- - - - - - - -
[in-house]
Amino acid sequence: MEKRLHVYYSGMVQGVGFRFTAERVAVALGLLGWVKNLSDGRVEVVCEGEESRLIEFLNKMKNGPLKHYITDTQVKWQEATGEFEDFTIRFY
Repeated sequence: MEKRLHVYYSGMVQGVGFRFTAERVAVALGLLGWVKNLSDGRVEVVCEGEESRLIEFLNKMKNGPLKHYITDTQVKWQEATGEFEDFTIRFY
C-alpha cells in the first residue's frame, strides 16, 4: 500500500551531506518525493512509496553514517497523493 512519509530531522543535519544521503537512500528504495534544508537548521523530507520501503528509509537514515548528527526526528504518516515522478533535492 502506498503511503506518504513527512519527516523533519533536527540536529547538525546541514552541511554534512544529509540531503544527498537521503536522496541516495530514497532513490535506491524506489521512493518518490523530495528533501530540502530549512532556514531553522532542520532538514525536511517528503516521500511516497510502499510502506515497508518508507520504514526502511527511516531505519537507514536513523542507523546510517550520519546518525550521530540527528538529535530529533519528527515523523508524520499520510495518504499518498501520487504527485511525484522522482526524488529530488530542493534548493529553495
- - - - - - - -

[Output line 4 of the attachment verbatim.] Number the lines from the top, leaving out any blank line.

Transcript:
C-alpha cells in the first residue's frame, strides 16, 4: 500500500551531506518525493512509496553514517497523493 512519509530531522543535519544521503537512500528504495534544508537548521523530507520501503528509509537514515548528527526526528504518516515522478533535492 502506498503511503506518504513527512519527516523533519533536527540536529547538525546541514552541511554534512544529509540531503544527498537521503536522496541516495530514497532513490535506491524506489521512493518518490523530495528533501530540502530549512532556514531553522532542520532538514525536511517528503516521500511516497510502499510502506515497508518508507520504514526502511527511516531505519537507514536513523542507523546510517550520519546518525550521530540527528538529535530529533519528527515523523508524520499520510495518504499518498501520487504527485511525484522522482526524488529530488530542493534548493529553495